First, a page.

Tactics Tuesday - Building an effective multicultural team

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Transcript - Building an effective multicultural team

Welcome to Tactics Tuesday. This week we're looking at building an effective multicultural team. We're going to do it a little bit differently, because sometimes as we talk about change and things we want to do, it's actually hard to visualize. So, we're going to use a visual to take us through this journey.

Let's start our journey on building an effective multicultural team. Now, firstly start with your vision or mission statement and write that down. At the opposite end, also your strategic vision, so where you're actually heading to. Next, your values. What are they, and are they culturally inclusive? And I want you to keep your vision, mission statement and your values in mind as you go through this exercise because these are the things that are the foundation of your organization. And if they're not inclusive with cultural diversity, then you're going to have a hard job in building an effective multicultural team.

Thirdly, who's at the helm? Is there a buy-in that actually this organization does want to be multicultural, or your team wants to be multicultural? Have they bought into the idea? Then as we go on, we think about the goal. What are your goals and do those goals support cultural diversity. Think carefully about them as you put those goals down.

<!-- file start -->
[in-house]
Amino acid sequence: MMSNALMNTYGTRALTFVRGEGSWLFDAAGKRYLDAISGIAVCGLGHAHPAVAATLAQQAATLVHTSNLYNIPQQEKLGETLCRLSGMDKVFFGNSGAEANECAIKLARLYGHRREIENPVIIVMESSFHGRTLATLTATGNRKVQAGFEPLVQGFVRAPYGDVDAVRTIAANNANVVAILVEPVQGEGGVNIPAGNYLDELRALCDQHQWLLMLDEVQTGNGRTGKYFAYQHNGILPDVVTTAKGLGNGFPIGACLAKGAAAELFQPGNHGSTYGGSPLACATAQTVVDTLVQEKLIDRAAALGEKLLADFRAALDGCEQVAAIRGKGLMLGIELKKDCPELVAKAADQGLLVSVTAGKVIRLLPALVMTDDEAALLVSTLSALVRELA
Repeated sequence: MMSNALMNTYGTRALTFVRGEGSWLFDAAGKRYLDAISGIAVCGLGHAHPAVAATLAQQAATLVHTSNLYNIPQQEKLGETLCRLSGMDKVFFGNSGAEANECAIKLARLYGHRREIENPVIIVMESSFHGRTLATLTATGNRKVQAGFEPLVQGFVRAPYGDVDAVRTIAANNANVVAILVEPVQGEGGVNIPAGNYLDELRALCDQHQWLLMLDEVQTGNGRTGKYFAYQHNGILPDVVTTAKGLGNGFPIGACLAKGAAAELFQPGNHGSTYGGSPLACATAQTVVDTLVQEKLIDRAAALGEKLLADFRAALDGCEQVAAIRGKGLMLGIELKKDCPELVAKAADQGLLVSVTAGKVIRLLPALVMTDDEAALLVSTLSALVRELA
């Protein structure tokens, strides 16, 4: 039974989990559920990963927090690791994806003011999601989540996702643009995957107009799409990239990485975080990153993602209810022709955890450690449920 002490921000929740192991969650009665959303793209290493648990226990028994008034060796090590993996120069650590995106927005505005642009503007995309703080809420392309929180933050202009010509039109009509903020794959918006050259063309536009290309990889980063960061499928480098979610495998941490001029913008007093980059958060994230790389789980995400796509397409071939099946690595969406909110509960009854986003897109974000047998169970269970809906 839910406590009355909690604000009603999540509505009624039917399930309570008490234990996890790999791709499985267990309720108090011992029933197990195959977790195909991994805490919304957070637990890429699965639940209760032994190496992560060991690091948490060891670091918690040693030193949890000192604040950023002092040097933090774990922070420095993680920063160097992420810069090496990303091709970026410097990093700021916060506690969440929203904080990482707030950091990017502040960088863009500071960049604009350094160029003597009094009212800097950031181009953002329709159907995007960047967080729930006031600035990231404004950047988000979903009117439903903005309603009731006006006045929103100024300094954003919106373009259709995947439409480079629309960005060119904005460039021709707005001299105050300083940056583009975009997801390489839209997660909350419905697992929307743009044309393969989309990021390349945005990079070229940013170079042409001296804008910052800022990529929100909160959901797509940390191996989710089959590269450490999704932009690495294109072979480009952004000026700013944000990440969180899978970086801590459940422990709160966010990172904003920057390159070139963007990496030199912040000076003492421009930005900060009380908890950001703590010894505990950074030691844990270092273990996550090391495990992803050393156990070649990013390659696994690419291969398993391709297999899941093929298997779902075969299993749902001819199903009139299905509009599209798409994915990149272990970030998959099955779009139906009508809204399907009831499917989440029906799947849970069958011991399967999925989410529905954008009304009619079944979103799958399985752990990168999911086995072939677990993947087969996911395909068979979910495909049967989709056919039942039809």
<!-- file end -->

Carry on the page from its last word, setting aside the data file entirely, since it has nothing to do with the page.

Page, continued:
As we move on our journey, think about who your people are. Who are those people that are already on your ship? Your existing staff, are they homogeneous? Do you have cultural diversity already? Because when you can imagine that if you have a very homogeneous team already, how would someone who's culturally diverse going to feel in it to be able to fit into that team? Those existing staff might actually be your strengths or your threats even to building an effective multicultural team.

Let's look at these threats that might threaten building an effective multicultural team. We could have stereotypes, where existing members do have stereotypes of other people. If that's negative, that's going to have an impact and will need to be managed. Different ways of doing things. We do things differently, we all do. But if you're an organization that's very structured and things have to be done in a particular way, then you may struggle with the diversity where people do things differently.

Values and beliefs. That's a real threat because we do all come with different values and beliefs. That also shows or dictates how we interact with people. If other people's values and beliefs are very different from what's the norm within your organization, that's a real threat to the whole productivity of the team.

Then we go on to the assumptions that we make, as we're thinking about this. Just assuming that everybody will fit in. Well, we know that's not the case. Assuming that if English is the common language within your organization, assuming that people where English is their second language understand the whole context of English, they may speak English the words themselves but do they understand the context?